Fatigue With Hold Times Simulating NPP Normal Operation Results for Stainless Steel Grades 304L and 347

Ertugrul Karabaki, Jussi Solin, Marius Twite, Matthias Herbst, Jonathan Mann, Grace Burke

    Research output: Chapter in Book/Report/Conference proceedingConference article in proceedingsScientificpeer-review

    8 Citations (Scopus)


    The cyclic behavior and endurance of austenitic stainless steels tested under NPP-relevant laboratory conditions has been studied. It had been earlier shown that long intervals between fatigue transients can affect the fatigue performance in stainless steels that are generally used in NPP primary piping. If this can be confirmed, then the transferability between laboratory results, design curves and the fatigue behavior of NPP components during plant operation shall be addressed. In addition to coolant water environmental effects, the material response during steady state normal operation should also be accounted for. Advanced Fatigue Methodologies (AdFaM), a joint project of European research laboratories, vendors and plant operators was focused on empirical and mechanistic investigations to confirm the claimed effects of hold times on fatigue life. Strain-controlled fatigue tests incorporating accelerated hold times at temperatures between 290°C and 420°C were performed on stabilized and non-stabilized stainless steel grades, which are used in Germany and the UK. Two material batches of both alloy types (304L and 347) were studied. The mechanisms responsible for the observed variations in stress response and fatigue life have been investigated using a range of microscopy techniques. The results confirmed the extension of fatigue life due to hold times in both stabilized and non-stabilized grades. This life extension appears to be linked to hold hardening observed in the cyclic behavior of both alloys. Tests incorporating hold times may be more representative of material behavior in NPPs, where temperature transients due to start-ups, shutdowns and major power changes may be separated by long periods of steady state operation. This gives reason to consider the transferability of standard laboratory test data to fatigue assessments of NPP components, and to propose a new factor ( Fhold ) as part of an advanced fatigue methodology and realistic transferability factor: F real = F en X F hold .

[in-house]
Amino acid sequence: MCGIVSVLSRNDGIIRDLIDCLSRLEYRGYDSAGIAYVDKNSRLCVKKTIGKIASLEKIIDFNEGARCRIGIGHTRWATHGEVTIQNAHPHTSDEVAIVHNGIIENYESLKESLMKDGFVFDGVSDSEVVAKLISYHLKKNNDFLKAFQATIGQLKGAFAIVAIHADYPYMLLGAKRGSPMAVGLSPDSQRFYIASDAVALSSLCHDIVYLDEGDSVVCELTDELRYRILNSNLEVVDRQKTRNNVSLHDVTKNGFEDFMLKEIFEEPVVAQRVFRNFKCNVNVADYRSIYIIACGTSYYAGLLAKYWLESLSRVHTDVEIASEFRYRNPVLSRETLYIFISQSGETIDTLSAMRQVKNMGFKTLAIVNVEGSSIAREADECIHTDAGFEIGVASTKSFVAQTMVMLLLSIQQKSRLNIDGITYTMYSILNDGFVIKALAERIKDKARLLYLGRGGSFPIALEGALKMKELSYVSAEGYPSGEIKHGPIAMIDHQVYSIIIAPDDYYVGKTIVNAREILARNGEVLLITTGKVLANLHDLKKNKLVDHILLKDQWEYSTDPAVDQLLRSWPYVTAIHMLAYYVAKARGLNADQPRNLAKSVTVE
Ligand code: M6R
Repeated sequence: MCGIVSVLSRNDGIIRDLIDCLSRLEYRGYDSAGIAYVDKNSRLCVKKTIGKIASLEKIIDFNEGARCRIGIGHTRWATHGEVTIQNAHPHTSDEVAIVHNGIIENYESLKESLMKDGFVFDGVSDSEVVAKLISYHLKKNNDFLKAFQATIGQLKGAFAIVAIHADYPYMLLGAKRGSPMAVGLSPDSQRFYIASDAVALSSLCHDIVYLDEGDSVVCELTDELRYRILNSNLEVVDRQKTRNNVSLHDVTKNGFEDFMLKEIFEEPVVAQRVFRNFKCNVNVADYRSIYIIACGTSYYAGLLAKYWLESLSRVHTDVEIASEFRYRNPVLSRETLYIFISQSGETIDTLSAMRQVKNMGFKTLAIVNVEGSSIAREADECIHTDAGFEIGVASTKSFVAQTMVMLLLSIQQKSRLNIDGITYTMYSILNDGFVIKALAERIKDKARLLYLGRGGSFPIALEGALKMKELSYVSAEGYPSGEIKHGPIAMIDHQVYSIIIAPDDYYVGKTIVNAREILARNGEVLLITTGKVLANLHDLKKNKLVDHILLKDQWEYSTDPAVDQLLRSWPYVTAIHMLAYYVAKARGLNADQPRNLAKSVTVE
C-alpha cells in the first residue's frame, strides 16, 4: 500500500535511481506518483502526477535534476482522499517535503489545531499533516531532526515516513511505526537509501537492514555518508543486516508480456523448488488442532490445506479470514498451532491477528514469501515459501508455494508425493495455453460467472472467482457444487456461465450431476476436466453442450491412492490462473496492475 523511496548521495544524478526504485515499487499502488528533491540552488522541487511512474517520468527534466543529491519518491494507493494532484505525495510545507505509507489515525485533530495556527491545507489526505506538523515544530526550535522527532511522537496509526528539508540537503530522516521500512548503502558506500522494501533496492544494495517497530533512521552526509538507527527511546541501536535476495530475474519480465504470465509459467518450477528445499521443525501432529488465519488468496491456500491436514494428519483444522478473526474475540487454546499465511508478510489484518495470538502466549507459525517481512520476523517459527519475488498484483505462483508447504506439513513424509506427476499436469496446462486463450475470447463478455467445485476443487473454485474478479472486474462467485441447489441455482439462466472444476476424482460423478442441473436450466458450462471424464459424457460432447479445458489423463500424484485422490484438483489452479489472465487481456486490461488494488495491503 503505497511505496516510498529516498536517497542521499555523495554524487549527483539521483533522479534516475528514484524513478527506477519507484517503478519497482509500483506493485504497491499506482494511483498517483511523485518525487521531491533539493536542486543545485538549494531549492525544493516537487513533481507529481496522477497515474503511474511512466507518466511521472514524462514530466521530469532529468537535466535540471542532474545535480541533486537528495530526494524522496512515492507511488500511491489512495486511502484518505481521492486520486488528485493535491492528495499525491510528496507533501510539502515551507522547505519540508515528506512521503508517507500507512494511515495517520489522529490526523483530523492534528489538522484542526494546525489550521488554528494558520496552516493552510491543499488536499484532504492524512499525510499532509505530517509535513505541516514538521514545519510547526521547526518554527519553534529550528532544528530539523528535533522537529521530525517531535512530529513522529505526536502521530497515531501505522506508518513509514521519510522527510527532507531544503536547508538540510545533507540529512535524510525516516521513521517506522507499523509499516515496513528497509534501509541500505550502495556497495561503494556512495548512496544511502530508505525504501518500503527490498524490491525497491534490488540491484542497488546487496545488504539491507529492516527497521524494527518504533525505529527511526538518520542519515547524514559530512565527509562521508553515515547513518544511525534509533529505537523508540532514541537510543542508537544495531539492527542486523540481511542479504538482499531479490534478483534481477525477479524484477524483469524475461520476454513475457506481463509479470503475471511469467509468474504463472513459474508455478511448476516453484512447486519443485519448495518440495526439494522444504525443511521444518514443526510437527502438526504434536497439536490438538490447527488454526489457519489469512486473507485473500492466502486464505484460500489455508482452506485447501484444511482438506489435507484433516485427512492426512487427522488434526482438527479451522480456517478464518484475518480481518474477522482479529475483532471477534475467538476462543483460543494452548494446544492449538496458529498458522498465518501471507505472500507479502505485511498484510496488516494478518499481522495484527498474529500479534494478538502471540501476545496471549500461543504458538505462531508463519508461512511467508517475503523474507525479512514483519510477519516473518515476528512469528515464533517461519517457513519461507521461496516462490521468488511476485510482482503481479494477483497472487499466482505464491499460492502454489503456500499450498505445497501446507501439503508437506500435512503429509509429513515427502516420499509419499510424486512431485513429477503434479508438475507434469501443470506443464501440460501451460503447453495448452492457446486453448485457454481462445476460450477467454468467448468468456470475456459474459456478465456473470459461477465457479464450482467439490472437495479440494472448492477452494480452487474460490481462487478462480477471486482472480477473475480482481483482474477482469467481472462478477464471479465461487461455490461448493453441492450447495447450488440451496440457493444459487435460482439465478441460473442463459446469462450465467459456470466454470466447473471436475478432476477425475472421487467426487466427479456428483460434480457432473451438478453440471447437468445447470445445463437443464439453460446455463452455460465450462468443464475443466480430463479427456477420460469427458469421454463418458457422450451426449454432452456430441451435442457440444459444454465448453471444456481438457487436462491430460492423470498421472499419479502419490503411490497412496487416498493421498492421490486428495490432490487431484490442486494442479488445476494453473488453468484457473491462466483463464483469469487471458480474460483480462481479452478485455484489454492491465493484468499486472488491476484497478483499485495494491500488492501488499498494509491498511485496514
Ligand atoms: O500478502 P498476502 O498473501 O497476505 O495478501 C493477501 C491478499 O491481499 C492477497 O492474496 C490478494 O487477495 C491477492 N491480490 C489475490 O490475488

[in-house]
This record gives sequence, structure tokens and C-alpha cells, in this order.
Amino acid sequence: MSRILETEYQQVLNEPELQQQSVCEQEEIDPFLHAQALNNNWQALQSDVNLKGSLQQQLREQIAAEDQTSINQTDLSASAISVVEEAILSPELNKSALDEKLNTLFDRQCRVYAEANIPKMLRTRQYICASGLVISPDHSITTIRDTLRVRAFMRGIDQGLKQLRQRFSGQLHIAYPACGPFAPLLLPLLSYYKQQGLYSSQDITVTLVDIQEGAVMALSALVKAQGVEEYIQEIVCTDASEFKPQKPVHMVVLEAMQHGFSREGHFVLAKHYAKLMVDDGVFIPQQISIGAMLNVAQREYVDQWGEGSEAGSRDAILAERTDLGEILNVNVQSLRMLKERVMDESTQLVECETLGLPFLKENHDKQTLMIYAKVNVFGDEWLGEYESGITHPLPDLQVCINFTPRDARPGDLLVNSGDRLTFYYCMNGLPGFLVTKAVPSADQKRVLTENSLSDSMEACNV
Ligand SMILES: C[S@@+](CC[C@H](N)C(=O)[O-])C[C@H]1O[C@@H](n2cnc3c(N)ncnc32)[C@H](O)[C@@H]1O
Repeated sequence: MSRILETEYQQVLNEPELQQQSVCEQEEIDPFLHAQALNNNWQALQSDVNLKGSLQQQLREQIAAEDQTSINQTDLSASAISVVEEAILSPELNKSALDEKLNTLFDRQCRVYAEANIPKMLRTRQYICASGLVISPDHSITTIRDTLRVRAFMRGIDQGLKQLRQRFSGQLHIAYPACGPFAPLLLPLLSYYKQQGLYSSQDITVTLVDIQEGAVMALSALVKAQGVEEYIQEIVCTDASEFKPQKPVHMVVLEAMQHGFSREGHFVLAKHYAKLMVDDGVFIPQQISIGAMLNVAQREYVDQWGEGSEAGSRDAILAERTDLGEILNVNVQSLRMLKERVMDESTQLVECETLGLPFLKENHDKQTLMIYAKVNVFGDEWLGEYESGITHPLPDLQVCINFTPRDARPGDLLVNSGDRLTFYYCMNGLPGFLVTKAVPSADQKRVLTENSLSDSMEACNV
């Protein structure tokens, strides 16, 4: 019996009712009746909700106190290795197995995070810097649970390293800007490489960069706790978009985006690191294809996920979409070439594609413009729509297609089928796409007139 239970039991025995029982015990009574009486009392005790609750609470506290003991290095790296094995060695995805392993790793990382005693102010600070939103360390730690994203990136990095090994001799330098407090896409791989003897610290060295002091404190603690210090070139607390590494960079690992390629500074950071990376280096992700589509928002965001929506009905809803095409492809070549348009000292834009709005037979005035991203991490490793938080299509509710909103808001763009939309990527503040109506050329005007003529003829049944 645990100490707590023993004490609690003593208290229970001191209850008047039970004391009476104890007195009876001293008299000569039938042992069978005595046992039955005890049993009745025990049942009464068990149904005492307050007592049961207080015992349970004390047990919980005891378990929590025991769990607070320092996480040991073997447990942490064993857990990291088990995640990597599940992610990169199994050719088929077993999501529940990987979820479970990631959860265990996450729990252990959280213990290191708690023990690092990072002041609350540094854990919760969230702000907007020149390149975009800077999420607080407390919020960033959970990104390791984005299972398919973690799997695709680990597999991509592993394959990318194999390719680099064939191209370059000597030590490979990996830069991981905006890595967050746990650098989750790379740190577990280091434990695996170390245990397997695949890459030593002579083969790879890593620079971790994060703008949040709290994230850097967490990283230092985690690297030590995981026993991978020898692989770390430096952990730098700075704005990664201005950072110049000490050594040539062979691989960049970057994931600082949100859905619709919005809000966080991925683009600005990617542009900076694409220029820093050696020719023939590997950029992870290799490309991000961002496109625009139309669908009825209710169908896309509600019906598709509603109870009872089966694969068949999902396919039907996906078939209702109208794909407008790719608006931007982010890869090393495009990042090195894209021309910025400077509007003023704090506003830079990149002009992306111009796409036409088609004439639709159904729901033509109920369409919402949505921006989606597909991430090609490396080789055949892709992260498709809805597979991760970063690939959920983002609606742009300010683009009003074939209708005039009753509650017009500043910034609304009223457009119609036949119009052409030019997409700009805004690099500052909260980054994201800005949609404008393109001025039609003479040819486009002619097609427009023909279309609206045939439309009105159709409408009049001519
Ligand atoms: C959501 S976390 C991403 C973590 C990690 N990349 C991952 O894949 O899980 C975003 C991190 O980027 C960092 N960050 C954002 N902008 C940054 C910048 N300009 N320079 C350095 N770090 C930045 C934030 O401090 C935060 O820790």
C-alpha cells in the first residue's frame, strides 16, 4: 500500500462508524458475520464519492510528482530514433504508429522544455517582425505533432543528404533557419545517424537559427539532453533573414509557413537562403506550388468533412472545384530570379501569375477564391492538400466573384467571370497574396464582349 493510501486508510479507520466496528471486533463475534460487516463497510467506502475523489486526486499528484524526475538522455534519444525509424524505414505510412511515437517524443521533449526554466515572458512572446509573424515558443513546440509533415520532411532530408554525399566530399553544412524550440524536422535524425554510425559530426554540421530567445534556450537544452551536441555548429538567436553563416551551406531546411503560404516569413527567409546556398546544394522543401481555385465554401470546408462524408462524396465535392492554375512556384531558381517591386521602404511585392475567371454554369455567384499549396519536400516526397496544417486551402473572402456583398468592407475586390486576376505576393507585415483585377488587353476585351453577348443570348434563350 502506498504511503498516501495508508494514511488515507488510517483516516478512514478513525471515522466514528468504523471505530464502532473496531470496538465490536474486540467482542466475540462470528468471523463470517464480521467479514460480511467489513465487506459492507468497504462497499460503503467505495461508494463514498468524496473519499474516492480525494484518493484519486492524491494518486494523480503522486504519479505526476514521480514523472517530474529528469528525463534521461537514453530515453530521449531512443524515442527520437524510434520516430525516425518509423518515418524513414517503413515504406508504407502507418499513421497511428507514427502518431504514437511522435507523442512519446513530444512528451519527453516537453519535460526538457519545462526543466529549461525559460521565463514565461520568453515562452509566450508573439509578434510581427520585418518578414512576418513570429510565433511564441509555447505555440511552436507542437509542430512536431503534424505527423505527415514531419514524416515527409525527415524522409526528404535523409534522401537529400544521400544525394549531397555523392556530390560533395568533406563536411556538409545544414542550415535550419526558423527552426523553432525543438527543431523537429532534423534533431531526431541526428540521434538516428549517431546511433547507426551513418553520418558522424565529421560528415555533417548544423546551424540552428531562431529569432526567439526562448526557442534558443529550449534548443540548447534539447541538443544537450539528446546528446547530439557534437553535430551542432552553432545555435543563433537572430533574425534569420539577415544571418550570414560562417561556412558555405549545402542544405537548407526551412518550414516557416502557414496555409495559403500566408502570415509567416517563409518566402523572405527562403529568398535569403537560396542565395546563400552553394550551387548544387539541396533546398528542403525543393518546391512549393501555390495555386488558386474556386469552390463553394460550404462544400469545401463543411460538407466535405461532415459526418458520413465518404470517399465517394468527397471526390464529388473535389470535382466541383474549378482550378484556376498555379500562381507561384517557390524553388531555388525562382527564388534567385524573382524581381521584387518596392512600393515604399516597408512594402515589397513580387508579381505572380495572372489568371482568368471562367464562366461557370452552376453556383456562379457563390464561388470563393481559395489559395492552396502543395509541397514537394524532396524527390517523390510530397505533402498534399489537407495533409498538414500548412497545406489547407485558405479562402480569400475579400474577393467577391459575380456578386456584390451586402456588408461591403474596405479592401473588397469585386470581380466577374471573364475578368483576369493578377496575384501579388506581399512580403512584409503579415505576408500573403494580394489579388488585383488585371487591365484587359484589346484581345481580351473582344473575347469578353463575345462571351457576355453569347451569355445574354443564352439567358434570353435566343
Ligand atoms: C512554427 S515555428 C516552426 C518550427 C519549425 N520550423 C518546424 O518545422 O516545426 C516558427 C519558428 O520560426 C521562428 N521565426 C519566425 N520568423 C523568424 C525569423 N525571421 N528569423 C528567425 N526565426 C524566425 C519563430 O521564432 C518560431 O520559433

Original languageEnglish
    Title of host publicationASME 2017 Pressure Vessels and Piping Conference
    Subtitle of host publicationCodes and Standards
    PublisherAmerican Society of Mechanical Engineers (ASME)
    ISBN (Print)978-0-7918-5790-8
    Publication statusPublished - 1 Jan 2017
    MoE publication typeA4 Article in a conference publication
    EventASME 2017 Pressure Vessels and Piping Conference, PVP 2017 - Waikoloa, United States
    Duration: 16 Jul 201720 Jul 2017


    ConferenceASME 2017 Pressure Vessels and Piping Conference, PVP 2017
    Country/TerritoryUnited States


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